With the understanding that every child has genetic material from each parent, it must be accepted that no child is an exact copy of either parent.
That doesn’t mean anything on its own, though. This combination of genetic material could be imagined to just recycle a finite gallery of traits. The real kicker is selective breeding, a key element of natural selection and driving force of evolution.
Natural selection, in 2018 human terms, could be crudely explained by saying, “The most attractive (not necessarily physically) people get to reproduce the most.”
In prehistoric and ancient times — and even modern times in the cases of perhaps all other animals — attractiveness could be likened to physical superiority. That’s the meaning of the term “survival of the fittest”.
If there is a group of prehistoric primates walking around, and one of the males is a foot shorter, slower, and weaker than all the others, the female primates are more likely to chose the other males for sex, which would make it harder for his genetic material to survive.
Undesirable traits (not to as significant an extent in civilized human society in 2018) negatively affect the chance of reproducing.
But it’s not just lack of game that removes your genes from the pool; lack of fitness for environment stops your line too.
Long story short: reproducing beings can and do reproduce in a way that eliminates features, and though it happens unfathomably gradually, the incomprehensible longevity of humanity and botany among other realms allows microscopic changes to be stretched and stretched into small changes.
We don’t eat shit because it smells bad, right?
Right. And eating shit makes you sick, so thank god it doesn’t smell like churros!
Or what if we find the smell unpleasant because eating shit makes you sick?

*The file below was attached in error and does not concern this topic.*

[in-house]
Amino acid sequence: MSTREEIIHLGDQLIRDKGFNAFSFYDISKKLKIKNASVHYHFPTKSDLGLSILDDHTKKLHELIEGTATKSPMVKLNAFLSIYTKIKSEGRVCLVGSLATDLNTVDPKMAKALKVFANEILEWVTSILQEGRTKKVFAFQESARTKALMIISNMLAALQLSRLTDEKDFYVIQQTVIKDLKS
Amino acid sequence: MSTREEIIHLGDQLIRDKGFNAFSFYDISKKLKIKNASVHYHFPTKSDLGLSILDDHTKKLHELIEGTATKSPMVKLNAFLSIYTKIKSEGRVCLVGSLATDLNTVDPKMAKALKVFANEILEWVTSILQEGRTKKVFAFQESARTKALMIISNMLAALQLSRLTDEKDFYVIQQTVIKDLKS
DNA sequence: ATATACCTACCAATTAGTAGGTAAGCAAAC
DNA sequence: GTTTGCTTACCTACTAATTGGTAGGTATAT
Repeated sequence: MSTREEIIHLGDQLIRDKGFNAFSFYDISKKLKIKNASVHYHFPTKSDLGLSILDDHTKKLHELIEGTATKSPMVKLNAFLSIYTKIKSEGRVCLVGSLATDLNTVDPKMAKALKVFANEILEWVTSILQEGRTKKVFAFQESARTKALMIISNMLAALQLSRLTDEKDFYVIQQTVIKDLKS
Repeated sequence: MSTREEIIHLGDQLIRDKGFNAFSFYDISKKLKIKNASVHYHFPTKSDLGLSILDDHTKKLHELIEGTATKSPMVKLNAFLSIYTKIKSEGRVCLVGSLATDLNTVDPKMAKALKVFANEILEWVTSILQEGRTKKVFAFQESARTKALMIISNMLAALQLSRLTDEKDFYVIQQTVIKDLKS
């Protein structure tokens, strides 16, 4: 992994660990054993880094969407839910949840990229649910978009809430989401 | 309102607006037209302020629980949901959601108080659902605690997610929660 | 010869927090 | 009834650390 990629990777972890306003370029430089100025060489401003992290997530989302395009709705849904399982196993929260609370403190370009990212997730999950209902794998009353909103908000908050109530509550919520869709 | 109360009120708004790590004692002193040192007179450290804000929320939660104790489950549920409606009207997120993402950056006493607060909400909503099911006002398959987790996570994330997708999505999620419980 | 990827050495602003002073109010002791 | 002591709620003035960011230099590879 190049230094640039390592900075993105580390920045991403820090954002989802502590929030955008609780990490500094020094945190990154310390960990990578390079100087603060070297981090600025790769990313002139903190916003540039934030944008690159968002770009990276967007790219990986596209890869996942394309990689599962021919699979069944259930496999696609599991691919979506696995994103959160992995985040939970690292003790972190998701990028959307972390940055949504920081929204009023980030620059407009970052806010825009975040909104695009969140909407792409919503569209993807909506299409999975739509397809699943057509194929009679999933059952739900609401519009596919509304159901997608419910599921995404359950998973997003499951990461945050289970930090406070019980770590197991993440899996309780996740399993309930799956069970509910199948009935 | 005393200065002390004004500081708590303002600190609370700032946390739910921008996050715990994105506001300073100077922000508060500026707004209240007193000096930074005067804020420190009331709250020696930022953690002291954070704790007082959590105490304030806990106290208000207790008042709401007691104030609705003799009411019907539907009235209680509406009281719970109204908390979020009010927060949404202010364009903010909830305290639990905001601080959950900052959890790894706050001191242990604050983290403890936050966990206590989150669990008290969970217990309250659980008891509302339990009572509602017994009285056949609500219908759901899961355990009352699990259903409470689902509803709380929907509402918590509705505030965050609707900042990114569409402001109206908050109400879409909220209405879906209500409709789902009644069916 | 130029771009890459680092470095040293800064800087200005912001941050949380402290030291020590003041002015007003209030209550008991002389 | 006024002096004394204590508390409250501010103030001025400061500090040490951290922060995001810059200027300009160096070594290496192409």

Suppose there was a male primate who found the rank heat of another specimen’s dead lunch to be the choicest spice, and couldn’t keep his hands off. Do you think he dodges E. coli long enough to have children?
If there was a trait available in the human genome that allowed for the birth of folks who crumbled at the aroma of a Filet of Squish, do you think it would ever survive a generation?
Now, if 10,000 years ago half of all homo sapiens were genetically pre-disposed to swoon at the scent of stool, do you think that particular characteristic would have made it to the 21st century? Even with all the pestilences we’ve faced and the level of disease in our discharge? No way.
Nobody is making it to adolescence with a diet that includes scat, let alone finding a mate. But how, Steve, does this prove evolution?
Obviously it doesn’t. But it is an imaginary illustration of how a trait could be removed from a species. There may never have been a case of people who loved to eat poo, and I don’t even know if olfactory preferences are hereditary, but the simple principle — unaffected by the question in the prior clause of this sentence — is that if there are traits that cause the specimen carrying them to be more likely to die of illness or unfitness, the traits are less likely to be passed on. Replace love of log with fragile femurs and repeat the train of thought above.
It’s a cruel world, and disadvantageous characteristics or predispositions can make specimens unfit. And if you ain’t fit…
Humanity is, in some ways, beyond this due to our intelligence — the intelligence we posess because due to physical inferiority to predators, only the smartest survived.
To wrap up this odd section, if certain specimens are undesirable, they are less likely to pass on their genetic material, as are those whose genetic material leads to unsuitability for their environment. It doesn’t have to be eating poo; it could also be not having the hand strength to open the shell of your primary food source.
If you can’t survive or you can’t breed, your genes will have a hard time moving forward, and the future of the human race will look less like you. It will evolve away from you, if you’ll excuse the cloudy over-simplicity.